Energy Companies Are Not Going to Take Over Bitcoin Mining

Miners have been speculating that energy companies will eventually come in and set up massive Bitcoin mining facilities. They have access to the cheapest power and infrastructure. They have access to big money and some even have some regulatory influence. Everything point towards them being the biggest miners right? Let me explain why that will never happen.

The reason I believe this is simple. The Bitcoin mining total addressable market is too small. Here are the last 13 years of total revenue the miners received donomated in USD. In the best year for mining revenue on record (2021), that number was $16.75b.

Now let's look at the top 10 investor owned utility companies. Keep in mind that these are only the top ten publicly traded electrical energy providers in the US. This doesn't include other MASSIVE energy companies such as ExxonMobil, Chevron, ConocoPhillips, etc. You get the idea.

  1. NextEra Energy Inc (NEE): TTM revenue: $20.9 billion
  2. Duke Energy Corporation (DUK): TTM revenue: $28 billion
  3. The Southern Company (S0): TTM revenue: $28 billion
  4. Dominion Energy Inc (D): TTM revenue: $16.1 billion
  5. Sempre (SRE): TTM revenue: $14.8 billion
  6. American Electric Power Company Inc (AEP): TTM revenue: $18.8 billion
  7. National Grid plc (NGG): TTM revenue: $20.9 billion
  8. Exelon Corporation (EXC): TTM revenue: $37.2 billion
  9. PG&E Corporation (PCG): TTM revenue: $21.5 billion
  10. Xcel Energy Corporation (XEL): TTM revenue: $15.3 billion

Total revenue of all companies: $221.5 billion.

The total electricity revenue for the entire United States in 2021 was $424.3 billion.

Hopefully these astronomically big numbers tell an easy to understand story, which is that our tiny little Bitcoin mining industry means absolutely nothing to these massive energy companies. We are simply a rounding error.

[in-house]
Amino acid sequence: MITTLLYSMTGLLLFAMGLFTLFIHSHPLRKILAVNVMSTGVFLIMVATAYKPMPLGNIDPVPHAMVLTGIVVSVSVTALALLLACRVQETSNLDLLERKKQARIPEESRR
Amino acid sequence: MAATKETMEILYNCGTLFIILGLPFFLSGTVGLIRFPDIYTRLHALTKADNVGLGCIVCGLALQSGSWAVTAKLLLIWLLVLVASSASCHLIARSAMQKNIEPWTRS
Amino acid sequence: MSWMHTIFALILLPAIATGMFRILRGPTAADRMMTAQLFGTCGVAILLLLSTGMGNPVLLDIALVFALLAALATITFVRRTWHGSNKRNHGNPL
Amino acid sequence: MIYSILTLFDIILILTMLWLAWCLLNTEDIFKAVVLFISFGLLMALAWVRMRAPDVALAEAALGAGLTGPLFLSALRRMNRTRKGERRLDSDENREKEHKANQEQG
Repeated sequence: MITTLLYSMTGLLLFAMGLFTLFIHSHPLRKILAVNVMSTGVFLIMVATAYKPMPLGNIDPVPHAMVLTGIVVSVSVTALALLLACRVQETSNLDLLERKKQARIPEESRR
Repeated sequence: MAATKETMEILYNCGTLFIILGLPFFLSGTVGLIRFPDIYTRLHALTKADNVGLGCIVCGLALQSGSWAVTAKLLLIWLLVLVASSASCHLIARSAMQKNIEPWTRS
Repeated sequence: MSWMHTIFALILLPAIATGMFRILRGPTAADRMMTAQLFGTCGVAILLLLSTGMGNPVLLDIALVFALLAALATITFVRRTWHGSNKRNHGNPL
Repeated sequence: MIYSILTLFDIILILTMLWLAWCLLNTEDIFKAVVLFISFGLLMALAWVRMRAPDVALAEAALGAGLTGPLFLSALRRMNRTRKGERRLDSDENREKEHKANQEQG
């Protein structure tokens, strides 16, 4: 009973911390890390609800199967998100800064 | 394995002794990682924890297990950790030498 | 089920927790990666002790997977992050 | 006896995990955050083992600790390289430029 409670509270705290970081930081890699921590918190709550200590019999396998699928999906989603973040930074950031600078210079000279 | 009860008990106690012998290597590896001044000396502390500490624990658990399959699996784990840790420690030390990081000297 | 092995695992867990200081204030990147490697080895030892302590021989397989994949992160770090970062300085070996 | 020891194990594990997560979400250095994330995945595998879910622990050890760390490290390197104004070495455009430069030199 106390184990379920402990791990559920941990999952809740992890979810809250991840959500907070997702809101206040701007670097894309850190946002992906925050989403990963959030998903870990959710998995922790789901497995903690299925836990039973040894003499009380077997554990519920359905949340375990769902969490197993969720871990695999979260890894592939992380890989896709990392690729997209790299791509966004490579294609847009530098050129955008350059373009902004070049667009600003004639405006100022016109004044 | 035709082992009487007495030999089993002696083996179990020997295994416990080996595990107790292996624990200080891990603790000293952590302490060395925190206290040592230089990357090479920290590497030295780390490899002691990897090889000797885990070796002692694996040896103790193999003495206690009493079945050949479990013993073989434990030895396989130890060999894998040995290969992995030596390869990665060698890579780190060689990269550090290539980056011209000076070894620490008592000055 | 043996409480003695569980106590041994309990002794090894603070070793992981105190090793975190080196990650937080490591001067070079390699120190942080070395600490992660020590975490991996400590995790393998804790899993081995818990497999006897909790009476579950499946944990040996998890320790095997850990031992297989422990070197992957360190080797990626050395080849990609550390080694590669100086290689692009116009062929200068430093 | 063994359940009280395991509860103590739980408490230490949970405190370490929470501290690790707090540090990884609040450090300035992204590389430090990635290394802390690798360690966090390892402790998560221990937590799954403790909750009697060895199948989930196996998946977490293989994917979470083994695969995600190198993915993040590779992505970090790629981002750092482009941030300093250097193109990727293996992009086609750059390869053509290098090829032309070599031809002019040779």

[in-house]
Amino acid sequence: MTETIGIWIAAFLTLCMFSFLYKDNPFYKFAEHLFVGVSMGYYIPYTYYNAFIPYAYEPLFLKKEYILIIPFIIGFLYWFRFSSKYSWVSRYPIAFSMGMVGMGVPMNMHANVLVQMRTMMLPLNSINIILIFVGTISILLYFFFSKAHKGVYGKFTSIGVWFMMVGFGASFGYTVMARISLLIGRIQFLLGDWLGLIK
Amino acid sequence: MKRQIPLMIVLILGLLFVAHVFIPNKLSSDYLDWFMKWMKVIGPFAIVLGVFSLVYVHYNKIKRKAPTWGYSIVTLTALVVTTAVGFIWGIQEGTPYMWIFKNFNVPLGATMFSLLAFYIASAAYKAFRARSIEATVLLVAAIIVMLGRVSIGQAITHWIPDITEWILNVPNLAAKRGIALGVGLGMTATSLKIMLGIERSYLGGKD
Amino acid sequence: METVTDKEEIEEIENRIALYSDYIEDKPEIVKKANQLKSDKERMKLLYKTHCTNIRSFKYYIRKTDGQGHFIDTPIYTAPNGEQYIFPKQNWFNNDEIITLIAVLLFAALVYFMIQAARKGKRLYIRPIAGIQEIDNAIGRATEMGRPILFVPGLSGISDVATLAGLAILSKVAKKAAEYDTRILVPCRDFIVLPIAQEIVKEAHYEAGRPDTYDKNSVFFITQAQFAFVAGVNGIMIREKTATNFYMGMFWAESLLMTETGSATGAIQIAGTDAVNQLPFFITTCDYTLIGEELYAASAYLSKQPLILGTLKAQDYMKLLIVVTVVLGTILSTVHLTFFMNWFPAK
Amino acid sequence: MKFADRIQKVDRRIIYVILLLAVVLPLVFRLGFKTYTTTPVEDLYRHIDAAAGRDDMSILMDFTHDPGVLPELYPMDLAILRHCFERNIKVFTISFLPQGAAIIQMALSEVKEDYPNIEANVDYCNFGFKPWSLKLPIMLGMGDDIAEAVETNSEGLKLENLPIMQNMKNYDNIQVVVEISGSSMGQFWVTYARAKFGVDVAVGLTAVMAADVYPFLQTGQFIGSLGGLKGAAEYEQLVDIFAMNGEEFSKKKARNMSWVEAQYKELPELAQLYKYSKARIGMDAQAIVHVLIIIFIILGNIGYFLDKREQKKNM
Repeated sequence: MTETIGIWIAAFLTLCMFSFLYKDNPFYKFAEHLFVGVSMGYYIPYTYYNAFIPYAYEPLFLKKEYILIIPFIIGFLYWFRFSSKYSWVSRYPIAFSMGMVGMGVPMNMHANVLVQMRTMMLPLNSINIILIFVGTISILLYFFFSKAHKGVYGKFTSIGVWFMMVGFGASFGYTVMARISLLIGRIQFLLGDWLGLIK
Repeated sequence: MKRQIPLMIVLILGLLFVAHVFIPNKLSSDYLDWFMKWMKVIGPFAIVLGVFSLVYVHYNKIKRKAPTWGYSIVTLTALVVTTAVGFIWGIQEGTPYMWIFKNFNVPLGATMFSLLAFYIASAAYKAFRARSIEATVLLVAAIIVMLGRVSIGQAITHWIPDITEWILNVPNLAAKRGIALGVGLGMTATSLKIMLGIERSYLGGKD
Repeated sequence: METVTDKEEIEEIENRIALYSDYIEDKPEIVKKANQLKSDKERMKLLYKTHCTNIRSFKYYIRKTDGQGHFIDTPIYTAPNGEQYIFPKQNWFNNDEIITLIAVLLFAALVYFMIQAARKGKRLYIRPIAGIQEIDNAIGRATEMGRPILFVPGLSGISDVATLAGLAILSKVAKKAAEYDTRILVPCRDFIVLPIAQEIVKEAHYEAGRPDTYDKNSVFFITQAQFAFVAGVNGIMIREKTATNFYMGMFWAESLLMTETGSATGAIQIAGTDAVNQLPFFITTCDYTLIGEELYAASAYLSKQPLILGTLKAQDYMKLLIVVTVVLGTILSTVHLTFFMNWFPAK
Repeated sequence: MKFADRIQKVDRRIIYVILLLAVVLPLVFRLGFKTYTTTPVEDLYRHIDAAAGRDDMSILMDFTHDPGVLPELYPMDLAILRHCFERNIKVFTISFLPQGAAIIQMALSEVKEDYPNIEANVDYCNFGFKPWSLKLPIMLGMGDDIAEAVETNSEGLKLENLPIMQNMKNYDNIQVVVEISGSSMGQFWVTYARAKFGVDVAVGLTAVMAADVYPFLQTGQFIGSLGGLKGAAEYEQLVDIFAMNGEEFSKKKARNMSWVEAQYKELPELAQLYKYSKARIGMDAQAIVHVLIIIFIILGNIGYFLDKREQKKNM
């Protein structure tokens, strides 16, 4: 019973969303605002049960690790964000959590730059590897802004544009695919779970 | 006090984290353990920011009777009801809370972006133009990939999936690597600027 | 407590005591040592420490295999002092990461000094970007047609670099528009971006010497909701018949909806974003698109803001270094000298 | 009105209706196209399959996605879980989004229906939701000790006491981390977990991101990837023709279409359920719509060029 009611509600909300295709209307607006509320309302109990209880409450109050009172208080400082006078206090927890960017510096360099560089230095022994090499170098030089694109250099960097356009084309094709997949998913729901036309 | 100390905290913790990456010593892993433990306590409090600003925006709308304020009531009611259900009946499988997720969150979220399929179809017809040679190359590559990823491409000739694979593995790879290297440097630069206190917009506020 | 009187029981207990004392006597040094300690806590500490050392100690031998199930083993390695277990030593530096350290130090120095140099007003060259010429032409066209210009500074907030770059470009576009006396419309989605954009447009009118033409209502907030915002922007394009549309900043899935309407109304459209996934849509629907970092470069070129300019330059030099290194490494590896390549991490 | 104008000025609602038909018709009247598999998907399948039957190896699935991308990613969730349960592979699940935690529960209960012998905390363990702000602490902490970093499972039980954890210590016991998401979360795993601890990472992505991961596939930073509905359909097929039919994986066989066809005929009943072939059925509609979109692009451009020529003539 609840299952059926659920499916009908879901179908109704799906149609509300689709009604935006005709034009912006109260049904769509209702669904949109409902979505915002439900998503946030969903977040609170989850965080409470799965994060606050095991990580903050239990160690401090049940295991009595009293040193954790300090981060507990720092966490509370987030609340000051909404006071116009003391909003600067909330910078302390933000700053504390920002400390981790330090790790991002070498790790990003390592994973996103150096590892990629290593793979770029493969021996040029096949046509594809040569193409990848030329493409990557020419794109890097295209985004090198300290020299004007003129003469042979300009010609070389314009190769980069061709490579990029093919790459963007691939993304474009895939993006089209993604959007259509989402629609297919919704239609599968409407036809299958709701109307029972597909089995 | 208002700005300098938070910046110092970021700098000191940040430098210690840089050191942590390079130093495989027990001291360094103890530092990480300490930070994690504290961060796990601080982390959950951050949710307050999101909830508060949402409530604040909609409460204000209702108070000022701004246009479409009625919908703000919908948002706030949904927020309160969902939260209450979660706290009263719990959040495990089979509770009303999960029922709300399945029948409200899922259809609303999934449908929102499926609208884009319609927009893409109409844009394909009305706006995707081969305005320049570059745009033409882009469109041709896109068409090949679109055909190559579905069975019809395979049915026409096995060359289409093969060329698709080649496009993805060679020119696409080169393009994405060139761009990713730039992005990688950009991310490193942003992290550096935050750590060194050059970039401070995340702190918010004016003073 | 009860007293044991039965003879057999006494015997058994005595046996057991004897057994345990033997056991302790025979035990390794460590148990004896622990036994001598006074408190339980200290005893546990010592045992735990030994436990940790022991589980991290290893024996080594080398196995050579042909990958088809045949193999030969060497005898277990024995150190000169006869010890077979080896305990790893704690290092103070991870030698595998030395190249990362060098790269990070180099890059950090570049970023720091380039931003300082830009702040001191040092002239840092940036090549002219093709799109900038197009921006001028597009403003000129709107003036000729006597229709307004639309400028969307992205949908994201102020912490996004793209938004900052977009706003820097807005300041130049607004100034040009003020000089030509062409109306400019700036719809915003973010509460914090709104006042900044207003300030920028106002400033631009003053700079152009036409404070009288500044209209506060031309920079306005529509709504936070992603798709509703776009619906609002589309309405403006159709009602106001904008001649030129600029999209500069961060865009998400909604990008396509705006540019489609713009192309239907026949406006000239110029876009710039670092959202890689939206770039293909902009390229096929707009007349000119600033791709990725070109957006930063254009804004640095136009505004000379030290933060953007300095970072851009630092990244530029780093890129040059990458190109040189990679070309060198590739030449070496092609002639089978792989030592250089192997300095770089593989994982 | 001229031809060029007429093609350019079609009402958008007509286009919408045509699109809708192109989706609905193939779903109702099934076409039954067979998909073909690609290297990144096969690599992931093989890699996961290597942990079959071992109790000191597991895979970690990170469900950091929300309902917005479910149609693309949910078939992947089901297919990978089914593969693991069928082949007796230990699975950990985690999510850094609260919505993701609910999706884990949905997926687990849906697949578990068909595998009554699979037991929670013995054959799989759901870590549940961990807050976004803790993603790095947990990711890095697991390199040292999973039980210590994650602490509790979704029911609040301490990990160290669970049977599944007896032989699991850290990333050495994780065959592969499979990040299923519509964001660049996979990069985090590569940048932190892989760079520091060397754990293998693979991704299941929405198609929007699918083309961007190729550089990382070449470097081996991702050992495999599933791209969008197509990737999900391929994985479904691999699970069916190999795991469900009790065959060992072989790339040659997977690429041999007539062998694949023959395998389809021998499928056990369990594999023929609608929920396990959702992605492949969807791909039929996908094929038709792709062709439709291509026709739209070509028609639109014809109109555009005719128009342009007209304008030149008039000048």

Big companies need to go after big markets. Even capturing 100% of the mining market (which would defeat the purpose in the first place) would still not make enough of a difference to these companies in terms of their overall revenue.

Now take into the high risk perception of Bitcoin and the unclear regulatory environment around it and there is not enough of a reason for any of these companies to make a move.

Unless Bitcoin mining revenue goes vertical I don't see how big energy companies will get involved with mining to a serious degree. For example let's say NextEra decides to start mining bitcoin with a portion of their renewable wind and solar generation assets. They scale up to become the largest miner in the world and capture 10% of global hashrate.

For this example let's use an average of the two most profitable years of mining which were 2021: $16.75 billion and 2022: $7.7 billion, averages out to $12.2 billion, times 10% equals $1.2 billion in revenue for NextEra.

To a company with $20.9 billion in revenue this only makes up 5.7% of total revenue. A lot of risk for only a small revenue gain. Not to mention the share price risk. If investors think the move is too risky they will sell stock and NextEra has a market cap of $148.3 billion a couple percentage points down is a couple billions whipped out right there alone. It is my assumption that all CEO's, other executives, and board members truly care about is the share price. So the people at the top making the decisions would not take such high risks when even if the risk paid off, would only amount to an extra 5% of yearly revenue.

Incentives drive everything in true Bitcoin ethos fashion, and to me the incentives don't seem to add up. 

The closests industry to Bitcoin mining is the traditional data center industry, which technically Bitcoin miners are data centers. I have never heard of any energy companies running traditional data centers (please correct me if I am wrong here). That industry is significantly larger with much less risk than Bitcoin mining.

Amazon Web Services alone is a $62 billion dollar a year business that prints cash for Amazon. If the traditional data center business hasn't caught the eye of energy companies I don't think an industry much smaller like Bitcoin mining will either.

Overall this is a wonderful thing because it means mining will be in the hands of many smaller, diversified, decentralized, startup businesses rather that big giant energy companies.


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